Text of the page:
Bittersweet (That It’s Over)

The Bitter Kingdom by Rae Carson


First Look:

It’s consistent with the others, but icier.

Jacket Copy (May Contain Spoilers):

The epic conclusion to Rae Carson’s Fire and Thorns trilogy. The seventeen-year-old sorcerer-queen will travel into the unknown realm of the enemy to win back her true love, save her country, and uncover the final secrets of her destiny.

Elisa is a fugitive in her own country. Her enemies have stolen the man she loves in order to lure her to the gate of darkness. As she and her daring companions take one last quest into unknown enemy territory to save Hector, Elisa will face hardships she’s never imagined. And she will discover secrets about herself and her world that could change the course of history. She must rise up as champion-a champion to those who have hated her most.


Nope, this is the last of the series.  :_(

Worth Reading?


Twue Wuv!  I’ve already declared–loudly–my undying love for this series.  I love Elisa her story so much.

Notable Things:


Character Growth!  I have loved how Elisa grows as a person and as a leader throughout the series, but this book is when she really comes into her own as a general and queen.  She’s amazing, and has really come so far from where she was as a scared, lazy, and self-doubting young princess off to meet her unknown fiance.


Hector!  Of course he gets his own special category.  I’m sorry for the rather generic Ren Fest picture here, but I just couldn’t find a good example to capture the hotness that is Hector.  The author has stated that Hector was the result of trying to write a “good guy” who was still totally sexy.  I’d say she succeeded.  Hector is the most crushworthy literary character I’ve read in a long time.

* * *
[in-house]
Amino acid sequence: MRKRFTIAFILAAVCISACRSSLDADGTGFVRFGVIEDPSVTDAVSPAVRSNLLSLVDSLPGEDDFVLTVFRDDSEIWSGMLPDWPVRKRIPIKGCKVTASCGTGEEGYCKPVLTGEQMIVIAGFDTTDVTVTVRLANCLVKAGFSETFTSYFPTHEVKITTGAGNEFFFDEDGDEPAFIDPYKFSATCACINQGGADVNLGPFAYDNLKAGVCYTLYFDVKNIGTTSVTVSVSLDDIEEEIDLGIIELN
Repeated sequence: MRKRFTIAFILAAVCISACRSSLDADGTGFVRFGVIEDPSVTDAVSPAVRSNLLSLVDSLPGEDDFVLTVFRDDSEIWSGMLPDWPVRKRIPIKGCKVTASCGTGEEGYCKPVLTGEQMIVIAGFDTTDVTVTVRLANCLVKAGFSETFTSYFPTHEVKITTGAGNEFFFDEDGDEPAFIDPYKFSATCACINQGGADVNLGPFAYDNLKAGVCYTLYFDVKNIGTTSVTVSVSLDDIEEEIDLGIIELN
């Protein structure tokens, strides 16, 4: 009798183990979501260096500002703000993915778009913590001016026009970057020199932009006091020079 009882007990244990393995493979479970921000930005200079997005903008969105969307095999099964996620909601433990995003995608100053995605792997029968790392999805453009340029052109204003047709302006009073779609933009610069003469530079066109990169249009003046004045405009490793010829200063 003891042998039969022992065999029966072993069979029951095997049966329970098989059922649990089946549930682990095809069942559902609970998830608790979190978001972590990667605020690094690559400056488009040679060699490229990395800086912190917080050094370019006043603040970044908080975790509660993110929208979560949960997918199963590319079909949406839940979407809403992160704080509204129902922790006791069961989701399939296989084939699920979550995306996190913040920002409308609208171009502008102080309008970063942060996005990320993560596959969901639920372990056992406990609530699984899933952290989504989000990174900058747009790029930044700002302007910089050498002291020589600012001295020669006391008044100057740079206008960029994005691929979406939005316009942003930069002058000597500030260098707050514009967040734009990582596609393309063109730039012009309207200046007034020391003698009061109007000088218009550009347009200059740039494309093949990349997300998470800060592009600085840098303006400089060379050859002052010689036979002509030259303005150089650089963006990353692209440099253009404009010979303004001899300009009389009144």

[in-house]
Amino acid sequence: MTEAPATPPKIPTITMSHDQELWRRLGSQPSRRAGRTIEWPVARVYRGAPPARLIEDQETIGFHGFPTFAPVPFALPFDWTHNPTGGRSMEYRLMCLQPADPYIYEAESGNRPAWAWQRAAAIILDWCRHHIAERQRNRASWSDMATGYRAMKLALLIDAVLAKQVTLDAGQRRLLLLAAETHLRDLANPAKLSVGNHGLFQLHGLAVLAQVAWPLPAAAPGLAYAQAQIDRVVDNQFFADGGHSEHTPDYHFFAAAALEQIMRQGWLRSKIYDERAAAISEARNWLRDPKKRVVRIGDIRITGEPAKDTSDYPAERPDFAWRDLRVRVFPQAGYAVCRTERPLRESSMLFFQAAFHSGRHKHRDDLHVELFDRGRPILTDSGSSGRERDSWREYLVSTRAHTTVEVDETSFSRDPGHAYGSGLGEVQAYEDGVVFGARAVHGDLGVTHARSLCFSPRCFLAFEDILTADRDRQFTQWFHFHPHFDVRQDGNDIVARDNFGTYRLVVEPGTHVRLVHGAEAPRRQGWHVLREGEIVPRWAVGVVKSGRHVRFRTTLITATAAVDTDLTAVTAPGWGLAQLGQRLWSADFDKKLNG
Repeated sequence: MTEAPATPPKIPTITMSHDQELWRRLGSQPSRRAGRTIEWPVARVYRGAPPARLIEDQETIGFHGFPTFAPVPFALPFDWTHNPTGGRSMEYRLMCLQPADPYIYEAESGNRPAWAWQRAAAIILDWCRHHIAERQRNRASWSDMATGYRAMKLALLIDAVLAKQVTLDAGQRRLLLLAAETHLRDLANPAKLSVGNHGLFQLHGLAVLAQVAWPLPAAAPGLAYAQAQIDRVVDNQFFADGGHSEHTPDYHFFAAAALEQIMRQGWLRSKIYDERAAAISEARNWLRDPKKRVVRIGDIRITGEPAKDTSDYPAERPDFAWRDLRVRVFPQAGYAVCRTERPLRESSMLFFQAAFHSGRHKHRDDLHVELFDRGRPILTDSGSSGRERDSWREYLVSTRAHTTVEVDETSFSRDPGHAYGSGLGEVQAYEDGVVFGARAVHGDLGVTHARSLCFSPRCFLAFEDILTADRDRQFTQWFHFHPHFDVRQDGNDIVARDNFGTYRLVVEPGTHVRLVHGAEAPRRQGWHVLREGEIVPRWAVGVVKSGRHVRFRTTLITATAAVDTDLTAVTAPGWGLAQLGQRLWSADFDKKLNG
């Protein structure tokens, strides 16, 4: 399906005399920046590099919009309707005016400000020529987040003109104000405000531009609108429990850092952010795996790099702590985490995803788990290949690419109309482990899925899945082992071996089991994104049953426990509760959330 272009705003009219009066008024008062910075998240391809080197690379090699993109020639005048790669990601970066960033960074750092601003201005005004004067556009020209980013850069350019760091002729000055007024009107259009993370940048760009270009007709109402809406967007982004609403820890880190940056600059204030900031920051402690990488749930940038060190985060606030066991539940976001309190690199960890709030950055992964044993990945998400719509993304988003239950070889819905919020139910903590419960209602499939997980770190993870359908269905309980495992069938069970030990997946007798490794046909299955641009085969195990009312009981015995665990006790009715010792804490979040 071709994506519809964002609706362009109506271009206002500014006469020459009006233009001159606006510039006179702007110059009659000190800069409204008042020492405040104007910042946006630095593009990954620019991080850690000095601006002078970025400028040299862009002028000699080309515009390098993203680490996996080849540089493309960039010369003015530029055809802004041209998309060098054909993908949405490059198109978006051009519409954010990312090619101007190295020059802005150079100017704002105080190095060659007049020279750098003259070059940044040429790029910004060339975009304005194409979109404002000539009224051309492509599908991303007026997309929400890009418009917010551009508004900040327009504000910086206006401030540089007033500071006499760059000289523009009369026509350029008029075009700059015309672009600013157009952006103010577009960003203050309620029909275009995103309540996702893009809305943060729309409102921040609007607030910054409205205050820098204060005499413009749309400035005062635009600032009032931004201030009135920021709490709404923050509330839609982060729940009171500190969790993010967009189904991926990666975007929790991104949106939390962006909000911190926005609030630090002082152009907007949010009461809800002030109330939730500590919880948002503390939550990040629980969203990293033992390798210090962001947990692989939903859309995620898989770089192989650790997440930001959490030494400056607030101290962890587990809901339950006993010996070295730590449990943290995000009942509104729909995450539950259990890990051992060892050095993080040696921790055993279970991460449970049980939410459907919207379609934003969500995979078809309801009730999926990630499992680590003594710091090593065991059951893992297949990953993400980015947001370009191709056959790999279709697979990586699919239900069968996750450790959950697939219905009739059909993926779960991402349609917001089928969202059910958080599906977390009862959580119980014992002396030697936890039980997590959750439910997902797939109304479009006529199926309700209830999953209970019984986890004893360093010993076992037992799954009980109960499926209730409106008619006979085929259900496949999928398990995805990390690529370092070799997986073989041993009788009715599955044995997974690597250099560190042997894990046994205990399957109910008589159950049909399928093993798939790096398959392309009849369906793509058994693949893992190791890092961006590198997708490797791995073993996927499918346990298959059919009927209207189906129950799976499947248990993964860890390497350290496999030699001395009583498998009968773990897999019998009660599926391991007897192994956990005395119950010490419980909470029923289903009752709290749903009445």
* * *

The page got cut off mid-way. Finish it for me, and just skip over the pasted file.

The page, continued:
Surprise twists!  I clearly can’t spoil them for you, but a few things work out in unexpected ways.  I love, love, love one of them–let’s just say that this conclusion to a certain matter makes Elisa’s stepping up as queen much more impressive in retrospect.


I love Elisa and her story so much.  It’s a detailed and developed high fantasy that is not derivative.  It’s a feminist tale of an introverted, unsure girl who becomes a great queen.  It’s a lovely, sweet romance.  It’s a story of friendships forged through trials.  It’s the saga of past cultural clashes beginning to heal.  It’s beautiful, and you should read it now.





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